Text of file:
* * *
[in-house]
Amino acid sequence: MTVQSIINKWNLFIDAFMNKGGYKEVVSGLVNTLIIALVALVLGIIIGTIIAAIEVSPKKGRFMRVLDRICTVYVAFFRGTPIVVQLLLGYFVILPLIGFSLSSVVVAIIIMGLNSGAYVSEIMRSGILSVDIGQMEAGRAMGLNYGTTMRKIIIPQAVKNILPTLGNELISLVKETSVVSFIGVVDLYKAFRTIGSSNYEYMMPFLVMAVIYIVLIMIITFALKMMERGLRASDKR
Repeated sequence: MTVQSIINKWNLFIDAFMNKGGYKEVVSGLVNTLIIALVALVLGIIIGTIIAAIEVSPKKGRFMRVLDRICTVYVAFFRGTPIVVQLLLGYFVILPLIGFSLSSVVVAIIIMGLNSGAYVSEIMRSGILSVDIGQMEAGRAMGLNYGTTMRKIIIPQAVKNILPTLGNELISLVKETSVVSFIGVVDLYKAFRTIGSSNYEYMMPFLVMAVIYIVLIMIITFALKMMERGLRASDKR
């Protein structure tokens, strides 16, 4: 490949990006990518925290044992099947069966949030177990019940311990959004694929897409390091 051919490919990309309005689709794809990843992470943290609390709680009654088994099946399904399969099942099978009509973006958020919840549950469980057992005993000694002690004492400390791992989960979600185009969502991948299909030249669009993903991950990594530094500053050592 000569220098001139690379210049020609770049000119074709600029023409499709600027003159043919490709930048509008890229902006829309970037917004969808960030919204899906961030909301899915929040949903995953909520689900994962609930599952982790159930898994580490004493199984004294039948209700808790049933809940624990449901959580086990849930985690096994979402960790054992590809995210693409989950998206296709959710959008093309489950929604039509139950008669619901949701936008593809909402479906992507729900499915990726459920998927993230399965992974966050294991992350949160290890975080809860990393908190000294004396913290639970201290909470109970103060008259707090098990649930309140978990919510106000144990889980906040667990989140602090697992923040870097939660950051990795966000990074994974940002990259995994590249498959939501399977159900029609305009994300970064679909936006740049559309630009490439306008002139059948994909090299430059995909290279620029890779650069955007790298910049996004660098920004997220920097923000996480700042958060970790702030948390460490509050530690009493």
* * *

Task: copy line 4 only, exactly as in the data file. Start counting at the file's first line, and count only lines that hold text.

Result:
């Protein structure tokens, strides 16, 4: 490949990006990518925290044992099947069966949030177990019940311990959004694929897409390091 051919490919990309309005689709794809990843992470943290609390709680009654088994099946399904399969099942099978009509973006958020919840549950469980057992005993000694002690004492400390791992989960979600185009969502991948299909030249669009993903991950990594530094500053050592 000569220098001139690379210049020609770049000119074709600029023409499709600027003159043919490709930048509008890229902006829309970037917004969808960030919204899906961030909301899915929040949903995953909520689900994962609930599952982790159930898994580490004493199984004294039948209700808790049933809940624990449901959580086990849930985690096994979402960790054992590809995210693409989950998206296709959710959008093309489950929604039509139950008669619901949701936008593809909402479906992507729900499915990726459920998927993230399965992974966050294991992350949160290890975080809860990393908190000294004396913290639970201290909470109970103060008259707090098990649930309140978990919510106000144990889980906040667990989140602090697992923040870097939660950051990795966000990074994974940002990259995994590249498959939501399977159900029609305009994300970064679909936006740049559309630009490439306008002139059948994909090299430059995909290279620029890779650069955007790298910049996004660098920004997220920097923000996480700042958060970790702030948390460490509050530690009493």